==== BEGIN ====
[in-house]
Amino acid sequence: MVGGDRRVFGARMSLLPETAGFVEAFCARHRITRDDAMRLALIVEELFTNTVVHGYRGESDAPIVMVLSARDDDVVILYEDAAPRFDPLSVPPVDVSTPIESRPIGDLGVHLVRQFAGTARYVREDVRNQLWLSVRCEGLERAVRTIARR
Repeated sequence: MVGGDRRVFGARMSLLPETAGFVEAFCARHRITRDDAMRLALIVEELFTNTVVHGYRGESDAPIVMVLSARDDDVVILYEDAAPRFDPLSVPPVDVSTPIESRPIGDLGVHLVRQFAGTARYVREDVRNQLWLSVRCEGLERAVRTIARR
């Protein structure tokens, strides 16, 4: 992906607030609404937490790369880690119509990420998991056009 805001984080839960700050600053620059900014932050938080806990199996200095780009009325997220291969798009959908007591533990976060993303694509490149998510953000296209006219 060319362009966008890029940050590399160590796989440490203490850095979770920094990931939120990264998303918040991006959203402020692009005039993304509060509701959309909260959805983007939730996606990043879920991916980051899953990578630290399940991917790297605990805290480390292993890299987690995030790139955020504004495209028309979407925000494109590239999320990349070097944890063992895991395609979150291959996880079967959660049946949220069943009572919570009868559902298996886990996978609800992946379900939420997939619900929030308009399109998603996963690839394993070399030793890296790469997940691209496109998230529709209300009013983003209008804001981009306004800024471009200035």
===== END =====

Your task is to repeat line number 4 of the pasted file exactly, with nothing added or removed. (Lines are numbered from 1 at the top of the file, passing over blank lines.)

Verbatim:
């Protein structure tokens, strides 16, 4: 992906607030609404937490790369880690119509990420998991056009 805001984080839960700050600053620059900014932050938080806990199996200095780009009325997220291969798009959908007591533990976060993303694509490149998510953000296209006219 060319362009966008890029940050590399160590796989440490203490850095979770920094990931939120990264998303918040991006959203402020692009005039993304509060509701959309909260959805983007939730996606990043879920991916980051899953990578630290399940991917790297605990805290480390292993890299987690995030790139955020504004495209028309979407925000494109590239999320990349070097944890063992895991395609979150291959996880079967959660049946949220069943009572919570009868559902298996886990996978609800992946379900939420997939619900929030308009399109998603996963690839394993070399030793890296790469997940691209496109998230529709209300009013983003209008804001981009306004800024471009200035």